rely on other pending class actions for vindication of their
rights. Since some or all of plaintiffs' injuries could be
redressed through claims of upward manipulation against Loeb
Rhoades, plaintiffs should be allowed to wait and see if they
would be included in any of those pending class actions. Both
these justifications demonstrate that plaintiffs maintained their
action against the Wilson defendants primarily as an insurance
policy against failure of other parties to prevail in their
motions for class certification.
Regarding discovery, plaintiffs agree that they did not
personally depose witnesses, file interrogatories, or subpoena
documents with the end of proving their claims against the Wilson
defendants. An examination of the record reveals that this is the
case, even though plaintiffs suggest at one point that they were
able to get some information from Jack Bernhardt through their
personal relationship with him and that other "informal
discovery" efforts were made. It is noteworthy that plaintiffs
missed Wilson's deposition, even though they were the only
parties asserting claims against him. However, plaintiffs
continue, they were justified in this failure. In a motion for a
protective order, filed on April 22, 1983 with the design of
preventing the deposition of Hilda Mangel, plaintiffs state:
As a matter of practicality and prudence and in order
to avoid pursuing duplicative litigation which would
likely be mooted by the certification of a class in
the Healy action, the plaintiff in Mangel has
refrained from separate, active participation in
discovery conducted under the aegis of the
plaintiffs' committee in the consolidated litigation.
(Motion for Protective Order, filed 4/22/83, at ¶ 3.) This
admission is supported by plaintiffs' statements in their
depositions that they believed their claims somewhat duplicative
of other actions in the consolidated case.
An examination of plaintiffs' own description of their claims,
however, reveals that plaintiffs' claims differed dramatically
from those of the other cases:
There is simply no good reason for coordinating the
Mangel case with the thirteen other "Loeb Rhoades"
cases pending before this Court pursuant to the
Manual for Complex Litigation, and there are
compelling reasons for not doing so. . . . [T]he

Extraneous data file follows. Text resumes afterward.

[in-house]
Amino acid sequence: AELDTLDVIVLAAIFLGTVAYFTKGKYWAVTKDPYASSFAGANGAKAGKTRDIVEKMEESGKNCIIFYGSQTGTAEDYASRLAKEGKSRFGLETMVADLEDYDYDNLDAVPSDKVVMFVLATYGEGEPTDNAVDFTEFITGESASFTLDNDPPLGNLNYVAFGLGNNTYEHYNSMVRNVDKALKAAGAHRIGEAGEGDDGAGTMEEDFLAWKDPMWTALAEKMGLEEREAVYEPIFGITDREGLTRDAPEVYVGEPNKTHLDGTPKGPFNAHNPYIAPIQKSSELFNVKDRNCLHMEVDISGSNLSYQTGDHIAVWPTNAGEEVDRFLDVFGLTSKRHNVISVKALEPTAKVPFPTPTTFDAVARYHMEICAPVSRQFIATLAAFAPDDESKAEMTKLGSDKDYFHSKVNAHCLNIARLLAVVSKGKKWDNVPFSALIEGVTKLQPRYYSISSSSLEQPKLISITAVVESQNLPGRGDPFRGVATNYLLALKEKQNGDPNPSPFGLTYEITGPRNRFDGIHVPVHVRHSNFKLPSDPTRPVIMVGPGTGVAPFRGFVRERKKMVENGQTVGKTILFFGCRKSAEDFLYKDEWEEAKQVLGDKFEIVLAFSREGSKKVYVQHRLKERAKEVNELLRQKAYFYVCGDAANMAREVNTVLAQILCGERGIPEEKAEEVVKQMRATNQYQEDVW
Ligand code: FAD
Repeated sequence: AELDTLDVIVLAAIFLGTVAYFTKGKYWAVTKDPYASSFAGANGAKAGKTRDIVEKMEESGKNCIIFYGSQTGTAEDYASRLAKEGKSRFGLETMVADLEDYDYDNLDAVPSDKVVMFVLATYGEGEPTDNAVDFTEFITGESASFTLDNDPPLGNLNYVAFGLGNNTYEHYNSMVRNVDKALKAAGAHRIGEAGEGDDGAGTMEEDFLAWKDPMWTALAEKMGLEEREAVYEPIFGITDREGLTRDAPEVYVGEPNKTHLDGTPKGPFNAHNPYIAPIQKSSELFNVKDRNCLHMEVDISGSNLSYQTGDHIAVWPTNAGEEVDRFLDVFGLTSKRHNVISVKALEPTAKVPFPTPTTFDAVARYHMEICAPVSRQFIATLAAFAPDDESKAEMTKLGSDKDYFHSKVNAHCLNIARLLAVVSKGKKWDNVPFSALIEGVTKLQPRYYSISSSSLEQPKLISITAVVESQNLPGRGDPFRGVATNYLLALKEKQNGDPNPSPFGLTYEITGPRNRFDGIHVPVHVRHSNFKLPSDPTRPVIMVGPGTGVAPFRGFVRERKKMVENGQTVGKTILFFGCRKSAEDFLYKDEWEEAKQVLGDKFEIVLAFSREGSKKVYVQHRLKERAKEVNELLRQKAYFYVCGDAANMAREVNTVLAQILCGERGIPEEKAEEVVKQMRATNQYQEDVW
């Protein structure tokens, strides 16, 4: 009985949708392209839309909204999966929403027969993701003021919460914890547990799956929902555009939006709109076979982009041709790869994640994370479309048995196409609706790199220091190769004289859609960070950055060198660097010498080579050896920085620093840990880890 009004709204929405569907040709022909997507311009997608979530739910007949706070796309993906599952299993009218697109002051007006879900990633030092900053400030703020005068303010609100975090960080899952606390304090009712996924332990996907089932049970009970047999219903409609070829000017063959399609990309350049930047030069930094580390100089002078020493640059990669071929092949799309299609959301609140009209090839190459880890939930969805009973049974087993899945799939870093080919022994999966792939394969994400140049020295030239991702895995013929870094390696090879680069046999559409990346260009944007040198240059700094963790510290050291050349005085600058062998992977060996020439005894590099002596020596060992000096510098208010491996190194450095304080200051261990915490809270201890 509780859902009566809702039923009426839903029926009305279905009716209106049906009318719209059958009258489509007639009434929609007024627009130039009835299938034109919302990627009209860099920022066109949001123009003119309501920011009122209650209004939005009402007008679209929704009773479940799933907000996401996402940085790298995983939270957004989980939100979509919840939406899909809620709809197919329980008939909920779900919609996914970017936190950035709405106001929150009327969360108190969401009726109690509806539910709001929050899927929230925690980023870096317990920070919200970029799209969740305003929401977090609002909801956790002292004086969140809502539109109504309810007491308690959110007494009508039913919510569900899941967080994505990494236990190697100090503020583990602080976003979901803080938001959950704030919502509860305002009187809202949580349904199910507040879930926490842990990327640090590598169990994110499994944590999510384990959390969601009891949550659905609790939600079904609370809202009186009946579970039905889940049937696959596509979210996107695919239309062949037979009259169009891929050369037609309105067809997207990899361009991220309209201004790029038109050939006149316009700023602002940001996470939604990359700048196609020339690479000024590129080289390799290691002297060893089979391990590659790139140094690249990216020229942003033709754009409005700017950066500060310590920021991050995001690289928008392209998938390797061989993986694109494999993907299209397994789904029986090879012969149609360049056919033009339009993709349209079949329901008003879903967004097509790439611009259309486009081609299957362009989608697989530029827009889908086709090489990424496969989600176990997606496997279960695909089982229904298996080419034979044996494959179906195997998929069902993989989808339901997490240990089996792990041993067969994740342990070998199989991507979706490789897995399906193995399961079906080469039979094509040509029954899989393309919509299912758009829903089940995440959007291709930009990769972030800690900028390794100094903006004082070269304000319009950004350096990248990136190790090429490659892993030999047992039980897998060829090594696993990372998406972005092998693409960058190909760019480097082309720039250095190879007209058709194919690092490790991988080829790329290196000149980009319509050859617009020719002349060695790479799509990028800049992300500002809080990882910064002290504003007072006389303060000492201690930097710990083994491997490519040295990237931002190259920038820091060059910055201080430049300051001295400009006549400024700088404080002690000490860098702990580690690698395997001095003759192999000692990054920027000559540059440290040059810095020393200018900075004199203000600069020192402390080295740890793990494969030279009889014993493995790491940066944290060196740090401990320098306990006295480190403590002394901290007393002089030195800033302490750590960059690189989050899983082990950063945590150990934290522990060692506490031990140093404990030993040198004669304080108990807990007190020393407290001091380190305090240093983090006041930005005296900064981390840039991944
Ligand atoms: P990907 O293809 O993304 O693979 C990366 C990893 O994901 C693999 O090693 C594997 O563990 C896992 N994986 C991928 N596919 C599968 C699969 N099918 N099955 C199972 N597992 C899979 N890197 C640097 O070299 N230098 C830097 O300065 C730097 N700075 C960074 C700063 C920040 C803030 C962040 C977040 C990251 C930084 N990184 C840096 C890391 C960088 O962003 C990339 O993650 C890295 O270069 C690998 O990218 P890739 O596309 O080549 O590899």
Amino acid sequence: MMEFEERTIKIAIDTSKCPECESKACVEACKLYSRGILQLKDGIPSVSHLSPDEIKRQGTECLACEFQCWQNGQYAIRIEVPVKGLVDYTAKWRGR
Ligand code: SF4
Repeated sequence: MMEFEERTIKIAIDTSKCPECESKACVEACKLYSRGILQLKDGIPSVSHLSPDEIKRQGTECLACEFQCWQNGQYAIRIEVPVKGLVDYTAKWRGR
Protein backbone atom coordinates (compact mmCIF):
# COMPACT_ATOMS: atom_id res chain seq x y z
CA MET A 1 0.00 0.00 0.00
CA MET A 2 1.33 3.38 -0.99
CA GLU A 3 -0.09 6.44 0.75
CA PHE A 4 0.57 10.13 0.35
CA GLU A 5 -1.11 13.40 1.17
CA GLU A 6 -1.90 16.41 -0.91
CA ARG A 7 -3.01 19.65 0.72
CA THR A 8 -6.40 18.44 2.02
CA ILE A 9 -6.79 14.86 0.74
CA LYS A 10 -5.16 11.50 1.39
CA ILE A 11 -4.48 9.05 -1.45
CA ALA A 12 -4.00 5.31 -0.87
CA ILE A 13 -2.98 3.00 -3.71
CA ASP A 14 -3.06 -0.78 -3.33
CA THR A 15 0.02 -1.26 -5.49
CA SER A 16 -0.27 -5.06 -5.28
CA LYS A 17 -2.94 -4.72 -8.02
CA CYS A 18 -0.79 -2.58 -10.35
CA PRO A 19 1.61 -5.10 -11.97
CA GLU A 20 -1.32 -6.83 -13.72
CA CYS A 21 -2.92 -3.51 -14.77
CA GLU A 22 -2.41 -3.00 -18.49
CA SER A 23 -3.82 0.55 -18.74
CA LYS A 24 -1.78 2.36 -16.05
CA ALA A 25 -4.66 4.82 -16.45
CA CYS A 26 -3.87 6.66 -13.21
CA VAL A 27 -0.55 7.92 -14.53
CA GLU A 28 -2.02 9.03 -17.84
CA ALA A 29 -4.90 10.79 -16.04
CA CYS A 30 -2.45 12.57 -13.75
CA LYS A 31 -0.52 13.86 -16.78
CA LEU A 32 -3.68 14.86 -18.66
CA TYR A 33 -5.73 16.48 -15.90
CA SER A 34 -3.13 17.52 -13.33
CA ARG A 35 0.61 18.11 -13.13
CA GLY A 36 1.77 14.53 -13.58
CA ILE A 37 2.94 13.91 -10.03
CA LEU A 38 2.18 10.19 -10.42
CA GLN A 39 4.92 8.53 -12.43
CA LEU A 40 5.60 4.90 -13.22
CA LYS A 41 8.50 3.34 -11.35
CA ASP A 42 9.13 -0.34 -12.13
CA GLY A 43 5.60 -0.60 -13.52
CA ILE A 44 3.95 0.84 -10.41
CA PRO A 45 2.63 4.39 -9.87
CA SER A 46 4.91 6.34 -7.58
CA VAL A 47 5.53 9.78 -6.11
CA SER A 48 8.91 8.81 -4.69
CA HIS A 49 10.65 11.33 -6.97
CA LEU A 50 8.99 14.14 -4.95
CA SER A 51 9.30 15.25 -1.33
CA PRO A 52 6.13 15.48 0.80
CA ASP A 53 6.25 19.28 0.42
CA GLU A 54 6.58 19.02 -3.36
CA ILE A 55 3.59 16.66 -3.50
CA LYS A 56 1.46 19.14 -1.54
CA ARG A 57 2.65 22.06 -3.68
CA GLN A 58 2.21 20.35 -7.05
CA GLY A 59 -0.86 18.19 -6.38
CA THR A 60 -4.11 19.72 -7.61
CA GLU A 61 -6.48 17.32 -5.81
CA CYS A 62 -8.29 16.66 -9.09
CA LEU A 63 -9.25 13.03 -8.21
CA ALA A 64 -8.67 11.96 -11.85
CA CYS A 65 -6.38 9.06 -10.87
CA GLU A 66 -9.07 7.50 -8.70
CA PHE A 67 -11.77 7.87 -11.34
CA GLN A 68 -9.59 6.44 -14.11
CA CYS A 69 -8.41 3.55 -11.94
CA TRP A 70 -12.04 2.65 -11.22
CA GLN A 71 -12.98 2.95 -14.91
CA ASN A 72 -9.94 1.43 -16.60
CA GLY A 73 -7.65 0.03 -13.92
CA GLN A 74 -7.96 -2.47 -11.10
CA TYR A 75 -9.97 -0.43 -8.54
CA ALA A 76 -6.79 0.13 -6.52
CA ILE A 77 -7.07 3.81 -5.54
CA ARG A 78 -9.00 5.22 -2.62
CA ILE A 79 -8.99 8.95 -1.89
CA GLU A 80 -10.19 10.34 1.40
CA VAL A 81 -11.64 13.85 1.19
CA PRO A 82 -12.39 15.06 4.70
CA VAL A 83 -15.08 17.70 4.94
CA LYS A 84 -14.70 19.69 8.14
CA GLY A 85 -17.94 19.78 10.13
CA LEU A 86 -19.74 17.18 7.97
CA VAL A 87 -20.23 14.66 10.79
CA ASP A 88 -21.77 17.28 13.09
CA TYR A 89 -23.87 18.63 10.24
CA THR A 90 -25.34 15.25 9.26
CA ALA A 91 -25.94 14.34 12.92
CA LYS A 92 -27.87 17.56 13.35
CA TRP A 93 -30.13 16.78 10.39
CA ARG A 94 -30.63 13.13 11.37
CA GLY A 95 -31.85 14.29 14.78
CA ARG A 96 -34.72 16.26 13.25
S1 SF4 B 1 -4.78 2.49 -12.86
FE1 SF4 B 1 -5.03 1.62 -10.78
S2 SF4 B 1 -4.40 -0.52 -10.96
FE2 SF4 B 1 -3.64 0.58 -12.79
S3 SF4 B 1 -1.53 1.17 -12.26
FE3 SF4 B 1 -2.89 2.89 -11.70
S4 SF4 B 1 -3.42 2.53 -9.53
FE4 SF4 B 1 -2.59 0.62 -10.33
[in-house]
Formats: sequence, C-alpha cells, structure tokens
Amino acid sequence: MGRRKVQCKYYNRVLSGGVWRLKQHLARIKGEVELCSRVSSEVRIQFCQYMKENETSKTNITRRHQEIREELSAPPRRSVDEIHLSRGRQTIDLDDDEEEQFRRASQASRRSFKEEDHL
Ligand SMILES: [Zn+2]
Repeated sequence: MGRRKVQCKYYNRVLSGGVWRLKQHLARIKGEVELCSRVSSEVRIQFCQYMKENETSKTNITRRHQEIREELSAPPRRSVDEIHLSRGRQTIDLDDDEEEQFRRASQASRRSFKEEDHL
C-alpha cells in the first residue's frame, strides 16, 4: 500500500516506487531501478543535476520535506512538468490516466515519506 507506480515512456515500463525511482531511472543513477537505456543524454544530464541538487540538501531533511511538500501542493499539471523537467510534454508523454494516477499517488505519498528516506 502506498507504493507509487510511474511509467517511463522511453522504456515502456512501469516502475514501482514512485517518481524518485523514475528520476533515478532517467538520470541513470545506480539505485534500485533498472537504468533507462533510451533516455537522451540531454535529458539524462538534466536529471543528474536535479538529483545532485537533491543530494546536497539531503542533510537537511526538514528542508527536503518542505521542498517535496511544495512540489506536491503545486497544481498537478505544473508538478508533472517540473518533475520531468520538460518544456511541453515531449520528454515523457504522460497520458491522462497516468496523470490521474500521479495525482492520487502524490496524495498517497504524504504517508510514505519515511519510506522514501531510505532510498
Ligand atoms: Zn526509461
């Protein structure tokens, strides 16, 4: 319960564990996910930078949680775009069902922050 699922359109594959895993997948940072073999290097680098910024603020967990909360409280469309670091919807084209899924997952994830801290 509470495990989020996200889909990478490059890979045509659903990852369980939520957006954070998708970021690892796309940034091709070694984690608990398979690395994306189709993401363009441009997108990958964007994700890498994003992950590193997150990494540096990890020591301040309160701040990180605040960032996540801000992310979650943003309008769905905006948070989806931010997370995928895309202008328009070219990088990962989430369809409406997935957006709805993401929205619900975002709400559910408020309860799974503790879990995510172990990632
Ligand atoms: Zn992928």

allegations which plaintiffs Mangel and Mew make
against the publishing and investing defendants are
completely distinct from those made against Loeb
Rhoades in the thirteen other cases.
(Plaintiffs Opposition to Coordination, filed 6/2/78, p. 2.)
While the court agrees that reliance on coordinated discovery
is justified to an extent, complete reliance is not. Plaintiffs'
downward manipulation claims against the Wilson defendants are
unique. There would be little reason for the other parties to
conduct discovery on allegations so far removed from their own
theories against persons not defendants in their actions. In
fact, the testimony attached to plaintiffs' memorandum in
opposition to the motion for summary judgment appears to have
been gleaned from depositions having little to do with
plaintiffs' claims. Wide gaps in plaintiffs' case that could have
been filled through discovery additional to that of the
plaintiffs' committee are left open. This is the unfortunate but
predictable result of relying on discovery by parties whose
claims are, by plaintiffs' admission, "completely distinct." It
should also be noted that it took plaintiffs a year to respond to
the motion for summary judgment, in part because of the efforts
in "compiling . . . the necessary information." (Motion for Leave
to File Instanter, filed 8/8/84, p. 1.) This supports an
inference that plaintiffs were not even keeping track of the
discovery being conducted for them by other parties.
The court, therefore, rejects plaintiffs' excuse that they
could rely on others to find the evidence to support their
claims. At the very least, plaintiffs should have deposed Wilson,
a defendant in their case only. In addition to failing to conduct
discovery, however, plaintiffs appear to have had no intention of
proceeding against the Wilson defendants.
In the October 7, 1983 memorandum, plaintiffs reiterate that
they in effect suspended prosecution of this action pending
resolution of matters in class actions against Loeb Rhoades. This
tactic was revealed in the April 26, 1983 motion for a protective
order. In August 1983, after a class action had been certified in
an upward manipulation case against Loeb Rhoades, Hilda Mangel
attempted to dismiss this case with prejudice and without costs.*fn3
The motion was opposed by the Wilson defendants who sought fees
and costs. The court denied Mangel's motion, and ordered briefing
of the Wilson defendants' August 1983 motion for summary